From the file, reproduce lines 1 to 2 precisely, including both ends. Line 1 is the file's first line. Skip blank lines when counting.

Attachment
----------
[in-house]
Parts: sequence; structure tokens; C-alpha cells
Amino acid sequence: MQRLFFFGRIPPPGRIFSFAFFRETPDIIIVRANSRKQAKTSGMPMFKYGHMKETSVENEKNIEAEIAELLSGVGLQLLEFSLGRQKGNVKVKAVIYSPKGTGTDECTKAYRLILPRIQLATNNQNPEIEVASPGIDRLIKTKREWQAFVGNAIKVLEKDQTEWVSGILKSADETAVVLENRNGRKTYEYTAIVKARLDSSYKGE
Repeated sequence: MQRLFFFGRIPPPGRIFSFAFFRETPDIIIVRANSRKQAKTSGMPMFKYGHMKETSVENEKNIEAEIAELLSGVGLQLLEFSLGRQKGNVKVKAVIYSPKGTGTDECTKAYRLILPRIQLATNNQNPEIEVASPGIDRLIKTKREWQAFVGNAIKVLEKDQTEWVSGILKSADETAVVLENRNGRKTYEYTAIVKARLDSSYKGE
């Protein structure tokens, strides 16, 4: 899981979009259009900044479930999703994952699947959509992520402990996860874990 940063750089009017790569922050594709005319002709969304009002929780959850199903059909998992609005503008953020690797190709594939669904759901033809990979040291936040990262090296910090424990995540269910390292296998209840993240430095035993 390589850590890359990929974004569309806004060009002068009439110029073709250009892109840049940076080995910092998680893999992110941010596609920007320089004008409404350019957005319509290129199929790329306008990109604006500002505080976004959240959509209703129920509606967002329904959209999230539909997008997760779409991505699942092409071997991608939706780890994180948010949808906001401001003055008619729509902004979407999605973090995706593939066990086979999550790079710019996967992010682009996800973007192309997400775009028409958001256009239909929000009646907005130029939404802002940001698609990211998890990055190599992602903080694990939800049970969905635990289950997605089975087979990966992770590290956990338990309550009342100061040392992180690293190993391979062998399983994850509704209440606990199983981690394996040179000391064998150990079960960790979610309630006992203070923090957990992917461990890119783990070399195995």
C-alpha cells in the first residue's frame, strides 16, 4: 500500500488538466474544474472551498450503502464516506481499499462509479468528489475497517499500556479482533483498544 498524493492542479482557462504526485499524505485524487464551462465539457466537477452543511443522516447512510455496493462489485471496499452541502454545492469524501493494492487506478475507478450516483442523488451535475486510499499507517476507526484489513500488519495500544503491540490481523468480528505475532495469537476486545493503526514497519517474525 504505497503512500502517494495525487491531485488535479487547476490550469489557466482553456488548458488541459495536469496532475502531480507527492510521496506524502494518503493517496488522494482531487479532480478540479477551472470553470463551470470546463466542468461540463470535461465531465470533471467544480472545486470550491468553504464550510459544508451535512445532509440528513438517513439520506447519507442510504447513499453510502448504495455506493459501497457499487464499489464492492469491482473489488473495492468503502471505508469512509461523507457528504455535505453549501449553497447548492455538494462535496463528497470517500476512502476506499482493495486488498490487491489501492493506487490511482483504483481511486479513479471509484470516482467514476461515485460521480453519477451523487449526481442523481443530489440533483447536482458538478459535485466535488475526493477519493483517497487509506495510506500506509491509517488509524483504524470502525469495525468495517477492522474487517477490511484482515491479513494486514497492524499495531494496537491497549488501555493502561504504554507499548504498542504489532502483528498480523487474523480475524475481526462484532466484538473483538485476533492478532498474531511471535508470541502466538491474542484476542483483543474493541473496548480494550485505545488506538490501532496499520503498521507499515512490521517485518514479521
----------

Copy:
[in-house]
Parts: sequence; structure tokens; C-alpha cells